Way We Were: Live with one leg or die with two
Park City Museum
It’s no secret that mining is a dangerous occupation. Risk factors include “miner’s consumption” (silicosis), lung damage caused by breathing in the fine dust released into the air when drilling into rock face. Accidents in the lifts or cave-ins in tunnels also pose an ever-present danger to underground workers. There are stories of runaway ore cars, falling rocks, and mistimed explosions, including the accident at the Daly West mine that killed 34 in 1902.
But mining was not the only occupation that proved hazardous around the turn of the century. And sometimes, complications such as infection or hemorrhage arising from the treatment of occupational injuries caused just as many problems as the initial injuries themselves.
In 1903, Phil Knelling worked for the Union Pacific as a fireman, stoking train engines. He mangled his hand when he fell onto the tracks in front of a moving train while checking the switch.
“His coolness and extraordinary nerve” in managing to keep the rest of his body off the tracks as the train came to a stop thirty feet later, dragging him along with it, saved his life. His hand was amputated at the wrist.
In February 1925, F.J. McCluskey, a foreman with Utah Power and Light, broke both bones in his left leg when a cart of poles he’d been unloading fell on him. While local doctors initially treated him simply by setting the bones, infection set in a day later. He was taken to Salt Lake City where his leg was amputated at the hip. His condition after the procedure worsened, probably due to blood loss and shock, and the doctors assumed he would not survive. His prognosis took a turn for the better a few days later and he recovered. He returned to work in May 1925 and married later that year.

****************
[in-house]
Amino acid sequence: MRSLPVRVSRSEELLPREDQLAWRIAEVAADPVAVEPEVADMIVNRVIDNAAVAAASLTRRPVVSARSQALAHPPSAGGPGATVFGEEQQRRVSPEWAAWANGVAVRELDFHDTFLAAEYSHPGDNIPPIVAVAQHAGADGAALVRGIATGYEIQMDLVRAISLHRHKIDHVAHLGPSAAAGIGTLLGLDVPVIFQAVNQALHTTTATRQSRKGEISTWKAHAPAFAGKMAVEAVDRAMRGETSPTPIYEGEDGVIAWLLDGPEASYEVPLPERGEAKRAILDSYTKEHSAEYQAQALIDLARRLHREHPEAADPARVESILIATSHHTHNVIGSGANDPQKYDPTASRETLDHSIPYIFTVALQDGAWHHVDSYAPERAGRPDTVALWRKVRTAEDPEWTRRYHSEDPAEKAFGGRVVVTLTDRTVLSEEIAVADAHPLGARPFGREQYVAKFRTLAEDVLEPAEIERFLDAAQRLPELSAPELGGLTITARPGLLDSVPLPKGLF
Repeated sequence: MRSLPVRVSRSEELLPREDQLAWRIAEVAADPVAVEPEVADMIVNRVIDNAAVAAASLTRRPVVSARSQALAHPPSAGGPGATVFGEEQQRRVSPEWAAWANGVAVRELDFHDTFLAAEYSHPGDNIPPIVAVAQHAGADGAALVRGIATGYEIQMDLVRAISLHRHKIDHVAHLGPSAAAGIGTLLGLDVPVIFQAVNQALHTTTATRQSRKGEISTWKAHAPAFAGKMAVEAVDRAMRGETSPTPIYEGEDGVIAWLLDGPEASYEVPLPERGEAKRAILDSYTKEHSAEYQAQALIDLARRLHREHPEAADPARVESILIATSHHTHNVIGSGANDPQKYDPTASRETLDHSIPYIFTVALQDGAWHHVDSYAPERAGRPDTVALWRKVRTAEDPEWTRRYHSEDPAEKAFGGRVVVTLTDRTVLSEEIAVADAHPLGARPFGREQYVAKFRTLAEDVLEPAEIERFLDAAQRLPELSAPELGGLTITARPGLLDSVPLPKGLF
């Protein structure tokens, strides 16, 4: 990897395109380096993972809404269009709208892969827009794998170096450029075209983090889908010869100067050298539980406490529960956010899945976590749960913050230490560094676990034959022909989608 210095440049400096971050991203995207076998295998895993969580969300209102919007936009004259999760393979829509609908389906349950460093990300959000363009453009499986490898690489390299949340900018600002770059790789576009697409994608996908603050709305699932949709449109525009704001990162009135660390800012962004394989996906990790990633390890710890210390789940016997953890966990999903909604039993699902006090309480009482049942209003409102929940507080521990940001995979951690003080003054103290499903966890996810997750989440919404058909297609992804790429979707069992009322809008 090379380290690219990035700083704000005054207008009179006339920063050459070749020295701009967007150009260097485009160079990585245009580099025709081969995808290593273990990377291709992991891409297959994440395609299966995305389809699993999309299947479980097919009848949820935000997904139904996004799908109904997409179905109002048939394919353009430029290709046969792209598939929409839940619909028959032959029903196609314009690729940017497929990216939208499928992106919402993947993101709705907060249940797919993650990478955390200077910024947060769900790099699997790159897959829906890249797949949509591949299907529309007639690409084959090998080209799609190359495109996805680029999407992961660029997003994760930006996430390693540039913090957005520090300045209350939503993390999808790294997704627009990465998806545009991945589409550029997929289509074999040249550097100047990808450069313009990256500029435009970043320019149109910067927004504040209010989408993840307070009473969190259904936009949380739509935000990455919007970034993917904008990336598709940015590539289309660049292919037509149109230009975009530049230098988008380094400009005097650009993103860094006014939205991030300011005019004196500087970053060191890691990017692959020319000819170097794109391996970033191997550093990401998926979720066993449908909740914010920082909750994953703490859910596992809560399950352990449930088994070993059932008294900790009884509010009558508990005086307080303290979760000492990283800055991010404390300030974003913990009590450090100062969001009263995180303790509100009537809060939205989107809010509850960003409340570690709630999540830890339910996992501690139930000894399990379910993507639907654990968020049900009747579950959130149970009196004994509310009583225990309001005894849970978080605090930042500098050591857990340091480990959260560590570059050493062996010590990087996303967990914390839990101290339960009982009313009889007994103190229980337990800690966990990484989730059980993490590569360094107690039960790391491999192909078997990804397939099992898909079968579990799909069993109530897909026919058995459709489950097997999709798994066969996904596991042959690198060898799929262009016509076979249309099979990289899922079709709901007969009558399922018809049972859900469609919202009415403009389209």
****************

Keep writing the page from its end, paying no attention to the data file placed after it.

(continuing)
Local blacksmith Byron Hartwell, too, suffered the misfortune of amputation. Hartwell’s accident occurred on account of a horse. In 1913, his toes were crushed when the spooked animal, which likely weighed 1,000 pounds or more, stepped on his foot. He handled it with humor, joking that he “had too many toes anyway.”
Hartwell was unlucky enough to face yet another medical complication seven years later when he broke his hip. He got treatment at Holy Cross hospital in Salt Lake, where doctors “nailed the two broken pieces of bone together with a common, eight penny wire nail.” There was a problem, however, as “the nail did not follow the angle it should have done but came out too quick,” something unfortunately left undiscovered for weeks. When a check-up X-ray revealed the problem, doctors ordered another surgery. Hartwell related the unpleasant experience with a touch of humor once more: “When I got over the effects of the ether, I was like Kipling’s description of a woman, ‘A rag and a bone and a hank of hair,’ but minus the hair.”
Despite the dangers and complications, sometimes amputation was the only option to save a life.
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